Let there be a hollow sphere (Throughout the question we will ignore the thickness of the sphere) which is positively uniformly charged,q of radius, R. Suppose there to be a test positive charge, q' at point P which is r distance away from the hollow sphere(r>R, P is outside of hollow sphere).
Now I have an doubt on evaluating Electric Potential,V at point P.
Both source charge,q and test charge,q' are +ve, so source charge will repel the test charge which will make the charge, q' to go to infinity.I have to apply external force, F' to displace the charge, q' from infinity to point P against the equal but repulsive force, F.In short, F' is displacing the q' from infinity to P.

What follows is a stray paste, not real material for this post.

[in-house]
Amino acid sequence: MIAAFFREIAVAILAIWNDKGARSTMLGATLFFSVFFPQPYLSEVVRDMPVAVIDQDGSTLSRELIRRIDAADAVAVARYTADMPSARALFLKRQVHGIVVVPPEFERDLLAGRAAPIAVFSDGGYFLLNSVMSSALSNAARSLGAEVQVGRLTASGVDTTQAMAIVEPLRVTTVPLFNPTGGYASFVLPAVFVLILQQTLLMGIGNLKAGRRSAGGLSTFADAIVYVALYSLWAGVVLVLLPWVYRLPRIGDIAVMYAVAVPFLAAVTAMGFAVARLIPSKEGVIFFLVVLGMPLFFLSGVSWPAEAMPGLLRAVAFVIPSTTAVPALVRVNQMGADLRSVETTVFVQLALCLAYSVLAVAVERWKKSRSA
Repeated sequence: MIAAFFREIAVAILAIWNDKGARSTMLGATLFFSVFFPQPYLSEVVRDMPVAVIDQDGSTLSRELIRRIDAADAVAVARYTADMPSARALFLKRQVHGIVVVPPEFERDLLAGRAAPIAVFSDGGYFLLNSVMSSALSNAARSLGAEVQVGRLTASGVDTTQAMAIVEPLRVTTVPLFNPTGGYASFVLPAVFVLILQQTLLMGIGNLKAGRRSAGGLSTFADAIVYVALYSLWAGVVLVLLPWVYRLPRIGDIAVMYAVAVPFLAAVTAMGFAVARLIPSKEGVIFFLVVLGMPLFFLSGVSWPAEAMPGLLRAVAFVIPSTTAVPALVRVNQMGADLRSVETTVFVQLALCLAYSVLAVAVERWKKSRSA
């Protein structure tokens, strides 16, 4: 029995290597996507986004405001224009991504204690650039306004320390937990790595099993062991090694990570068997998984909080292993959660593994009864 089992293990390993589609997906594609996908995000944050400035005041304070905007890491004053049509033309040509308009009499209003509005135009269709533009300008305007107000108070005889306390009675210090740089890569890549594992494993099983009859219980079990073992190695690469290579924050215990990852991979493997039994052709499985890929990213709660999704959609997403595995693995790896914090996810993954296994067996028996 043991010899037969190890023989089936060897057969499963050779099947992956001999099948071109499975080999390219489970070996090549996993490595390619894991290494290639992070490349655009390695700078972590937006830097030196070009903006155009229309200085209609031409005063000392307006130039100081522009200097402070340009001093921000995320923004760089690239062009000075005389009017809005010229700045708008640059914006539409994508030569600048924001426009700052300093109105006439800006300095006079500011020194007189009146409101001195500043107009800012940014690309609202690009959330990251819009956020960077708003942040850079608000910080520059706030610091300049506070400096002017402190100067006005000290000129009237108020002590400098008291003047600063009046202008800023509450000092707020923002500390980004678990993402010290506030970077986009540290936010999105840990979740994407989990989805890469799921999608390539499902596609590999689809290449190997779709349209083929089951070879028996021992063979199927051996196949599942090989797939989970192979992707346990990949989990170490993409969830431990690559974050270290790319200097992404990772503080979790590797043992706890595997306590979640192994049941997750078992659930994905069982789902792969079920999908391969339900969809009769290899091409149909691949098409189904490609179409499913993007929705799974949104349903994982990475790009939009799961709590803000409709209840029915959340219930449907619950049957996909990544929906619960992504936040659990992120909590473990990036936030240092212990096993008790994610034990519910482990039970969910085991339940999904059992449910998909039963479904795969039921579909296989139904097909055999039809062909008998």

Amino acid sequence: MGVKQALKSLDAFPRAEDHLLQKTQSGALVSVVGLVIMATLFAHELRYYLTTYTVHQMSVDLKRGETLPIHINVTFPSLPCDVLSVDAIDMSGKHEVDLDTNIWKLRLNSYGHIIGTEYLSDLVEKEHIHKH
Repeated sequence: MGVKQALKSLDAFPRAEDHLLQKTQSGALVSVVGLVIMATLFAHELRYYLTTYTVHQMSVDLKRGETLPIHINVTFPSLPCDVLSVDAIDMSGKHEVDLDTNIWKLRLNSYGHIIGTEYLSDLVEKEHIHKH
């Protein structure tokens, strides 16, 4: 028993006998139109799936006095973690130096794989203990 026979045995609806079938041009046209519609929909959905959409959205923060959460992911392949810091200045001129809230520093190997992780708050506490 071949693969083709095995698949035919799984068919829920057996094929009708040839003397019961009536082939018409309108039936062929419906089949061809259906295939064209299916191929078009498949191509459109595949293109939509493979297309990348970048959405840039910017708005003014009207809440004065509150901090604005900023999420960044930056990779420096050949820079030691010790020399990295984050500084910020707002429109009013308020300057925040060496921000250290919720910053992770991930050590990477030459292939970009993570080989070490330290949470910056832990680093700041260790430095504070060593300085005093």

So External Force, F' will do +ve work and Repulsive Force, F will do -ve work. This way the Electric Field,E produced by hollow sphere is Opposite to Displacement of test charge(i.e.,θ=180).
Now we know that E=k(q/(r^2))
[Please Notice that infinity is the lower limit of integration]
Also V=-∫r∞(E dr cosθ)=-∫r∞(E dr cos 180)=∫r∞(E dr)
At last I ended up to V=- k(q/r). I know that V=k(q/r).
I just want to know why I am having this shitty negative sign in my equation.